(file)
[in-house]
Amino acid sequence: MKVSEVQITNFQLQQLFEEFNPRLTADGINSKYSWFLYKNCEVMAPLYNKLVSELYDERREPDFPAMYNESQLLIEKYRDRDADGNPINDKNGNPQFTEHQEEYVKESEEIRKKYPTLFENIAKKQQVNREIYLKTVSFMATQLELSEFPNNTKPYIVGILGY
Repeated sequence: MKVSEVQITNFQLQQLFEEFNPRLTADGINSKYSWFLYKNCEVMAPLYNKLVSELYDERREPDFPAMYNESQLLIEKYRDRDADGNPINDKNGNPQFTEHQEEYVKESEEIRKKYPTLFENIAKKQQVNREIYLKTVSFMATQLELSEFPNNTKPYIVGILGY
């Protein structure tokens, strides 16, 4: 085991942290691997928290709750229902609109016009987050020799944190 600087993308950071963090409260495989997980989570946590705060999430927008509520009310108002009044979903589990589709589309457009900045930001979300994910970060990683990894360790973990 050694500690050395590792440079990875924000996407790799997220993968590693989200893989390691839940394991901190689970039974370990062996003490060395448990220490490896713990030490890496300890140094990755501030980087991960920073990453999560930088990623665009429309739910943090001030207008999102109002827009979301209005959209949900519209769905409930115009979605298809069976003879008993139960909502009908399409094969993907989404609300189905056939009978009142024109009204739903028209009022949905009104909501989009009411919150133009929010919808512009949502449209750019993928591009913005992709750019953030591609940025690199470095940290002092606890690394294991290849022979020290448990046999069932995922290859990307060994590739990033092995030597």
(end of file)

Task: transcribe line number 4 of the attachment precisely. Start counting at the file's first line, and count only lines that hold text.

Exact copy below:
């Protein structure tokens, strides 16, 4: 085991942290691997928290709750229902609109016009987050020799944190 600087993308950071963090409260495989997980989570946590705060999430927008509520009310108002009044979903589990589709589309457009900045930001979300994910970060990683990894360790973990 050694500690050395590792440079990875924000996407790799997220993968590693989200893989390691839940394991901190689970039974370990062996003490060395448990220490490896713990030490890496300890140094990755501030980087991960920073990453999560930088990623665009429309739910943090001030207008999102109002827009979301209005959209949900519209769905409930115009979605298809069976003879008993139960909502009908399409094969993907989404609300189905056939009978009142024109009204739903028209009022949905009104909501989009009411919150133009929010919808512009949502449209750019993928591009913005992709750019953030591609940025690199470095940290002092606890690394294991290849022979020290448990046999069932995922290859990307060994590739990033092995030597």